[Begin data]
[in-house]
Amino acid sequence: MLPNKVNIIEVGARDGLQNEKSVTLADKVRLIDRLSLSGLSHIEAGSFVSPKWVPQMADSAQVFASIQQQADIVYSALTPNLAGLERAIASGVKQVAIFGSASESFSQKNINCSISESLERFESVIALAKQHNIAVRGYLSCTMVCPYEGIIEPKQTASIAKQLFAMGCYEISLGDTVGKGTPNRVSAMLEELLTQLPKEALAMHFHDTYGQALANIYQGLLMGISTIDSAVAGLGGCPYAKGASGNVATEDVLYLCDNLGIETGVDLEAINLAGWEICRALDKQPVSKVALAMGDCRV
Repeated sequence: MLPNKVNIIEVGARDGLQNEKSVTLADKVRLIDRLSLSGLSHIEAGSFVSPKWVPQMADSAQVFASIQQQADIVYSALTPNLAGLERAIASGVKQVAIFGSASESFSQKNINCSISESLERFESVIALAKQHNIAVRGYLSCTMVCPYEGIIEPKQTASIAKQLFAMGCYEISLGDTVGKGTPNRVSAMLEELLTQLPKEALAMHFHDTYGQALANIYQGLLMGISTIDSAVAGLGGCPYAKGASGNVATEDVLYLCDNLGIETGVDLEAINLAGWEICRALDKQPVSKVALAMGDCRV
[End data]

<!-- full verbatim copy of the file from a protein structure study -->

[in-house]
Amino acid sequence: MLPNKVNIIEVGARDGLQNEKSVTLADKVRLIDRLSLSGLSHIEAGSFVSPKWVPQMADSAQVFASIQQQADIVYSALTPNLAGLERAIASGVKQVAIFGSASESFSQKNINCSISESLERFESVIALAKQHNIAVRGYLSCTMVCPYEGIIEPKQTASIAKQLFAMGCYEISLGDTVGKGTPNRVSAMLEELLTQLPKEALAMHFHDTYGQALANIYQGLLMGISTIDSAVAGLGGCPYAKGASGNVATEDVLYLCDNLGIETGVDLEAINLAGWEICRALDKQPVSKVALAMGDCRV
Repeated sequence: MLPNKVNIIEVGARDGLQNEKSVTLADKVRLIDRLSLSGLSHIEAGSFVSPKWVPQMADSAQVFASIQQQADIVYSALTPNLAGLERAIASGVKQVAIFGSASESFSQKNINCSISESLERFESVIALAKQHNIAVRGYLSCTMVCPYEGIIEPKQTASIAKQLFAMGCYEISLGDTVGKGTPNRVSAMLEELLTQLPKEALAMHFHDTYGQALANIYQGLLMGISTIDSAVAGLGGCPYAKGASGNVATEDVLYLCDNLGIETGVDLEAINLAGWEICRALDKQPVSKVALAMGDCRV